DJ 4Korners has worked with the Toronto Raptors organization for 12 years and toured the world playing in cities such as Brussels, London, Barcelona, and Dubai. However, living in such a multicultural city like Toronto is what makes it the best city in the world to him. With such amazing artists emerging from Toronto finding great success, he sees so much potential for the music industry in our city.

Photo Cred: Heritage Park Studio  |  Bag: CamPro Grey

What does being a Torontonian mean to you?

4KORNERS:  It meant a lot of things over the years, but right now it means being from the greatest city in the world. It is the city that everybody's watching and the best thing about us is the fact that we're so multicultural. There are people from all over the world here. I feel like I grew up in a bubble of ... I mean, I'm aware of things like racism and classism and the what-not, but I kind of feel like I've grown up in a bubble, me and my group of friends, that is not at the front of mind. It's not the type of thing that plagued us growing up. Now that I travel a lot, I see different places that are really segregated, and it's weird to me, because we're so not. It's definitely something to be proud of because we understand each other, and therefore we understand the world a lot better than most people do.

What made you fall in love with music?

4KORNERS:  I think it was inherited, really. My dad was a chef, but before he was a chef, before I was born in my first few years, he was the lead guitarist in a band. And, they toured locally and like, did some stuff. And, he actually had an opportunity to join a super important funk band, George Clinton & Parliament Funkadelic. His band opened for them and they kind of tried to draft him, but his mom was not having it ... my grandmother, she was not having it ... He was like, I don't know, 18, 19 years old. She was not trying to see him go into that lifestyle.

Skip ahead, he had me and music was always in the house. He had a dope record collection that I went through, even before I knew what DJing was. He played guitar, taught me a little bit. I took piano lessons. Music was in my veins.                  

At what point did you start DJing?

4KORNERS:  DJing kind of just happened by accident. I had no plan to be in music. I didn't even know what I wanted to do. And then when I got into school, I was actually going to be a writer because all my teachers were pushing me towards that. I was really good at it and it came naturally. But music was just always one of those things and I ended up fooling around with the decks that my dad had in the house all along. I really enjoyed it and I got really good. Started going to parties. Started seeing DJs rocking it. Then it just evolved into something that I figured, you know what, let me try to do that. From there I went from DJing small parties, to bigger plugs, to now making music, to working with artists and I'm just swallowed up by the music biz.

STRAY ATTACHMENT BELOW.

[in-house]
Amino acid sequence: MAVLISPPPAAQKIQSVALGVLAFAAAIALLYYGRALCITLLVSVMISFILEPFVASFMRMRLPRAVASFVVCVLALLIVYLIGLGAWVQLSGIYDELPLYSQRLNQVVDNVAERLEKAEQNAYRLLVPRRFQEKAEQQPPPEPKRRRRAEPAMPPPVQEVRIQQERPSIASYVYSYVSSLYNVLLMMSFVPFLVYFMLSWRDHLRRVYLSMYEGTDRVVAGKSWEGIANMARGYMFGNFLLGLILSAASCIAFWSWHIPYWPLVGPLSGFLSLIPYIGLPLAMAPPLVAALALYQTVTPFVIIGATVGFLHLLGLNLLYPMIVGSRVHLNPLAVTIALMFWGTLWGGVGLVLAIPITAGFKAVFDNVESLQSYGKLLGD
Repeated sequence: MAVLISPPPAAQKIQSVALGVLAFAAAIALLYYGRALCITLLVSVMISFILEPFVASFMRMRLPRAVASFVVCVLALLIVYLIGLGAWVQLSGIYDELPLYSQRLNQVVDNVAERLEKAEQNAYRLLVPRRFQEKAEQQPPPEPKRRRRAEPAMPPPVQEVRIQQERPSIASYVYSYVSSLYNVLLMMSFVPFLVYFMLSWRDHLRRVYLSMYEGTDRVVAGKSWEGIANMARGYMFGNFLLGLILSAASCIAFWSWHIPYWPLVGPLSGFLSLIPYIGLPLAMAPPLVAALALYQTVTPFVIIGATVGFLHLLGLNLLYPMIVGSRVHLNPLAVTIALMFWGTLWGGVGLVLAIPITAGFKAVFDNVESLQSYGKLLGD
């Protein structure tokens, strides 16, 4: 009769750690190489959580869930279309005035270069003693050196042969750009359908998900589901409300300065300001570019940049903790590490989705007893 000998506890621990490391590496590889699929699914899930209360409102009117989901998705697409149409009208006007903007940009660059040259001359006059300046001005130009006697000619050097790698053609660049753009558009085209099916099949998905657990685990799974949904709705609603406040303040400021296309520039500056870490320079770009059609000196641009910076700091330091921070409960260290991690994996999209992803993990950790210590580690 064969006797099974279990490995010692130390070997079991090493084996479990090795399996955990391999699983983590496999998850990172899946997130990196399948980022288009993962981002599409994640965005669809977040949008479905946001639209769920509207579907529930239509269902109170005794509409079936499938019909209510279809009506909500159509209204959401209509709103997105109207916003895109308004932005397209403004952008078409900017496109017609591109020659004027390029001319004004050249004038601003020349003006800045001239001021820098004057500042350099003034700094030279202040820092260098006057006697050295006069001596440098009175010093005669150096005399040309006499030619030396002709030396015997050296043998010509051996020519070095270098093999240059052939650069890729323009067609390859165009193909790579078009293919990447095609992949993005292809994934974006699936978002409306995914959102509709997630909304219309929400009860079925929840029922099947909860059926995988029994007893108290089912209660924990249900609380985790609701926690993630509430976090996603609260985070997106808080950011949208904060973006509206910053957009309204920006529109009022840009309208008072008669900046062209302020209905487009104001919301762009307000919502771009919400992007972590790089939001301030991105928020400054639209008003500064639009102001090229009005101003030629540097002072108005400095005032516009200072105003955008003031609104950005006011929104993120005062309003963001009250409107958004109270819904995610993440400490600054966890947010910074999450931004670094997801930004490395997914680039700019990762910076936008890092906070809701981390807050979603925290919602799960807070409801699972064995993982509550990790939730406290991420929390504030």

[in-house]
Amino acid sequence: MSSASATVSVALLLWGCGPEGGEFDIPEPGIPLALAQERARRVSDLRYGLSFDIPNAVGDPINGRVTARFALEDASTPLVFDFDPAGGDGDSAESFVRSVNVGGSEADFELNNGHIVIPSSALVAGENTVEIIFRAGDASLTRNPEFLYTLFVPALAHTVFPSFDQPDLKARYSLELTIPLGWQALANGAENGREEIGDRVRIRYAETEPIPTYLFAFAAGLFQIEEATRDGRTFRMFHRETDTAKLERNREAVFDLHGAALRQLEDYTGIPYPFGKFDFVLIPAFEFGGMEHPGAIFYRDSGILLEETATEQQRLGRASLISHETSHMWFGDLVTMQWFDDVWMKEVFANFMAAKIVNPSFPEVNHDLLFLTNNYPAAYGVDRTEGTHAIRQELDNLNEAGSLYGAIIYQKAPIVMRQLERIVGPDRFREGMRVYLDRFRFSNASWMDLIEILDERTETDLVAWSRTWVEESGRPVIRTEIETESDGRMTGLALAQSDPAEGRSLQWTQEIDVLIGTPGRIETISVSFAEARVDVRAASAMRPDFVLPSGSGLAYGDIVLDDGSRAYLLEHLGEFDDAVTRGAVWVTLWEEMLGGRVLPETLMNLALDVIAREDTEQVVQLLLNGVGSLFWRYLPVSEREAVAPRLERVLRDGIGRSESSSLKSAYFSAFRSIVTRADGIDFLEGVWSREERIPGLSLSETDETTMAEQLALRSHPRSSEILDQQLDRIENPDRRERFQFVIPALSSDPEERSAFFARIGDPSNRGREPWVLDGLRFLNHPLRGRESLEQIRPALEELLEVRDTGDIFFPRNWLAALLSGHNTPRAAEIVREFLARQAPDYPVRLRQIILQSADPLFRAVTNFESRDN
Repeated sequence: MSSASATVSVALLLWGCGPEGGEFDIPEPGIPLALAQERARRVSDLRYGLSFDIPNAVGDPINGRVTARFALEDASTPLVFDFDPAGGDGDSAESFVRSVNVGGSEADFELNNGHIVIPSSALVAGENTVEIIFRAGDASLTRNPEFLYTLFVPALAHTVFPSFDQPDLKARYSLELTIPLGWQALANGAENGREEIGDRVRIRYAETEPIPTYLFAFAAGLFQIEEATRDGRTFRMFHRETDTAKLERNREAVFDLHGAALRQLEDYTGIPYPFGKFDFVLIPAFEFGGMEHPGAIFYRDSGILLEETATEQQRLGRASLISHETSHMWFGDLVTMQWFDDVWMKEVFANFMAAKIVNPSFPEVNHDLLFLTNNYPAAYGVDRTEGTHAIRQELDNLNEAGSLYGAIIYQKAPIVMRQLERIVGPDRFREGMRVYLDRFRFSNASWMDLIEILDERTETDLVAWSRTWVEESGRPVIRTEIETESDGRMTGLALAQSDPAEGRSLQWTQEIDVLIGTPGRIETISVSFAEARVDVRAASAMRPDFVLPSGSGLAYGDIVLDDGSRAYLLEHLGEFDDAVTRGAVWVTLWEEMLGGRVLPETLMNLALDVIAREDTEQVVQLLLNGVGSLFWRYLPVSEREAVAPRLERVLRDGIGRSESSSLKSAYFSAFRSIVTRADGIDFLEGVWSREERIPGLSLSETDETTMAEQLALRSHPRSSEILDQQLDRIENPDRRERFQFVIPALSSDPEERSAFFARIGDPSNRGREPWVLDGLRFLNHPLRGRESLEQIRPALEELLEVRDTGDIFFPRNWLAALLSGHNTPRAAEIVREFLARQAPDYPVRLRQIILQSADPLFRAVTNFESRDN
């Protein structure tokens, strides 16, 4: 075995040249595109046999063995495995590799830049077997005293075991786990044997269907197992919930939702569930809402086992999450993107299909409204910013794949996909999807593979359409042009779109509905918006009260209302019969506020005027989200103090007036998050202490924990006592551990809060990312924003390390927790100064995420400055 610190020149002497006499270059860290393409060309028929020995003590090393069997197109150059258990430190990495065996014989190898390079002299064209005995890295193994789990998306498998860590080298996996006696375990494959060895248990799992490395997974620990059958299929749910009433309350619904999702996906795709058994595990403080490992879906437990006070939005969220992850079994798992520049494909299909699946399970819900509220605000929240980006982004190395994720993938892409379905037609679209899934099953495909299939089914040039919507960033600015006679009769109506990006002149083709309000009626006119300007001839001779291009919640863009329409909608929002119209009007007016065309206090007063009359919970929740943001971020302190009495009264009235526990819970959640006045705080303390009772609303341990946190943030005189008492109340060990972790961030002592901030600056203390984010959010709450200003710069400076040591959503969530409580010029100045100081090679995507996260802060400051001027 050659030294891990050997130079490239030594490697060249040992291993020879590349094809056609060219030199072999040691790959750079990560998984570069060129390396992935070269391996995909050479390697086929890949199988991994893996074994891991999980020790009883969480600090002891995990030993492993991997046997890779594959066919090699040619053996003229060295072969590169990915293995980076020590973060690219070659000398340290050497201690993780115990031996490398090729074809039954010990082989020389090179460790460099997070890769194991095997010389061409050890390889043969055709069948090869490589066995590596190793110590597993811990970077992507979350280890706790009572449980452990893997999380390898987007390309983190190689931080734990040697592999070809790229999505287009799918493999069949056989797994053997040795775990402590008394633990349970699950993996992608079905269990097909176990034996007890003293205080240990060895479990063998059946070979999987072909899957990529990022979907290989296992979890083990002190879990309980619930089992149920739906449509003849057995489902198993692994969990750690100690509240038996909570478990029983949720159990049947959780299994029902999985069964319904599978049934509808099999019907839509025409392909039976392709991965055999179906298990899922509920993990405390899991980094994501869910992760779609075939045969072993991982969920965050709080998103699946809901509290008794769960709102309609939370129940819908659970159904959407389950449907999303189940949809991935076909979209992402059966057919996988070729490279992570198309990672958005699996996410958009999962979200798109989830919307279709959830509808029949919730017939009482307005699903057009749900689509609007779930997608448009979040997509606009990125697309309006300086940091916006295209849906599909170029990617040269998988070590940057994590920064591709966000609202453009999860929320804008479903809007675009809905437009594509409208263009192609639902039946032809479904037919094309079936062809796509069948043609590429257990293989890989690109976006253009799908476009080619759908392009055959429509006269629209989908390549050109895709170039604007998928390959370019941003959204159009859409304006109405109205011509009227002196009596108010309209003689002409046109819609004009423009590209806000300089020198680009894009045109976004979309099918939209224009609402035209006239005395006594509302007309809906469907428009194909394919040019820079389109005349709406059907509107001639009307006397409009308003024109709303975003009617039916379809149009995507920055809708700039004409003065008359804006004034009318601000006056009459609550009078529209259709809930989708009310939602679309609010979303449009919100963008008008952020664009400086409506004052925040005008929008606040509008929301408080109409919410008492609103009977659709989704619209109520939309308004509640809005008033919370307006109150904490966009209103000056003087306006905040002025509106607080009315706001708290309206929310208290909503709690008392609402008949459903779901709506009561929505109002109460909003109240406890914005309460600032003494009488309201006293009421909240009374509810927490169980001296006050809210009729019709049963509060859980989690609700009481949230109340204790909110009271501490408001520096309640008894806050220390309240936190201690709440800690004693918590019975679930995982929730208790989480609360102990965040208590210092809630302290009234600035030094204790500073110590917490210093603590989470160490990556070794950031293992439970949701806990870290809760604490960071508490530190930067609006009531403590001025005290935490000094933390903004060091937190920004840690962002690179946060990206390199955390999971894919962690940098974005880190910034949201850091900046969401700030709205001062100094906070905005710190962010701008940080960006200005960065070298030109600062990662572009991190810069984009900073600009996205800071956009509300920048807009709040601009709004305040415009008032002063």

Bag: CamPro Grey

When you do play a gig, how much of the music would you say is created by yourself, versus other people's music that you are playing?

4KORNERS:  I would say about 50/50. I play a lot of popular music and things that I think people should hear, of course. I make my own stuff and then, what I do a lot is make my own versions of songs that people know. So that's why my DJ sets are always different than everybody else's. I might play the song that you know and love, but it's going to sound different because I did something different with it. I like being different. I always want to not be the same as the next person. I think that's what makes us all great. Nobody great is like everybody else.

Your music has taken you around the world. What would you say was the tipping point that took your DJing to the next level?

4KORNERS:  I had a friend who introduced me to a guy who I now consider family, DJ Psar, from Belgium. He was based in Brussels. We became friends over Myspace. He then arranged for me to DJ a couple of small gigs in Belgium. So, I went to Belgium and tore it up at a couple of really small parties. I really just wanted to go for the experience because I was in love with Europe and had to go. And then from there, word started getting around. He was then able to hook me up with a gig in Paris at a really famous hip hop club, called Gibus. That gig was the tipping point! I found out later, if you make a buzz in Paris, you're good in Europe. The DJ community, the club community, the promoter community, they hear about it. From that gig, the calls started coming in. And, shit just spread from there.

The Toronto music scene has gained significant popularity over the recent years, what do you see for the future of Toronto artists and music?